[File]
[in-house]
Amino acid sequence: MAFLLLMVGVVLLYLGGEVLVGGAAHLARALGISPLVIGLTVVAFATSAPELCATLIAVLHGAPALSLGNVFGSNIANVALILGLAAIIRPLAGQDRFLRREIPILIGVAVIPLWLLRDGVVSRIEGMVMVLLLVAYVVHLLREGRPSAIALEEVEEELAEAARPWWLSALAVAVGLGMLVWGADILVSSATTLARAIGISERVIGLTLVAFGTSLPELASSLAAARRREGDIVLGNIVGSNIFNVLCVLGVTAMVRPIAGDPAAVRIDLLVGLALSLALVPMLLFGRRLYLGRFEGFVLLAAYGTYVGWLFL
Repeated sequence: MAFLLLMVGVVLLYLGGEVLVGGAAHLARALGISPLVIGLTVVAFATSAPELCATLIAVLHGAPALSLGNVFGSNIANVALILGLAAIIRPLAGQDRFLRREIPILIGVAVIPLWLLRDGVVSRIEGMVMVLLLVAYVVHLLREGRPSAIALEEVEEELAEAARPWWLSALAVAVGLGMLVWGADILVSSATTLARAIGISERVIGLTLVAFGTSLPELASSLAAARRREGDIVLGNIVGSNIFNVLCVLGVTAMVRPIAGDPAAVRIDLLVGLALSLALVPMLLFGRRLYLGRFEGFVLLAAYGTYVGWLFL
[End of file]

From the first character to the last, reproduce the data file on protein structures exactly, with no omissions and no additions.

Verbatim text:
[in-house]
Amino acid sequence: MAFLLLMVGVVLLYLGGEVLVGGAAHLARALGISPLVIGLTVVAFATSAPELCATLIAVLHGAPALSLGNVFGSNIANVALILGLAAIIRPLAGQDRFLRREIPILIGVAVIPLWLLRDGVVSRIEGMVMVLLLVAYVVHLLREGRPSAIALEEVEEELAEAARPWWLSALAVAVGLGMLVWGADILVSSATTLARAIGISERVIGLTLVAFGTSLPELASSLAAARRREGDIVLGNIVGSNIFNVLCVLGVTAMVRPIAGDPAAVRIDLLVGLALSLALVPMLLFGRRLYLGRFEGFVLLAAYGTYVGWLFL
Repeated sequence: MAFLLLMVGVVLLYLGGEVLVGGAAHLARALGISPLVIGLTVVAFATSAPELCATLIAVLHGAPALSLGNVFGSNIANVALILGLAAIIRPLAGQDRFLRREIPILIGVAVIPLWLLRDGVVSRIEGMVMVLLLVAYVVHLLREGRPSAIALEEVEEELAEAARPWWLSALAVAVGLGMLVWGADILVSSATTLARAIGISERVIGLTLVAFGTSLPELASSLAAARRREGDIVLGNIVGSNIFNVLCVLGVTAMVRPIAGDPAAVRIDLLVGLALSLALVPMLLFGRRLYLGRFEGFVLLAAYGTYVGWLFL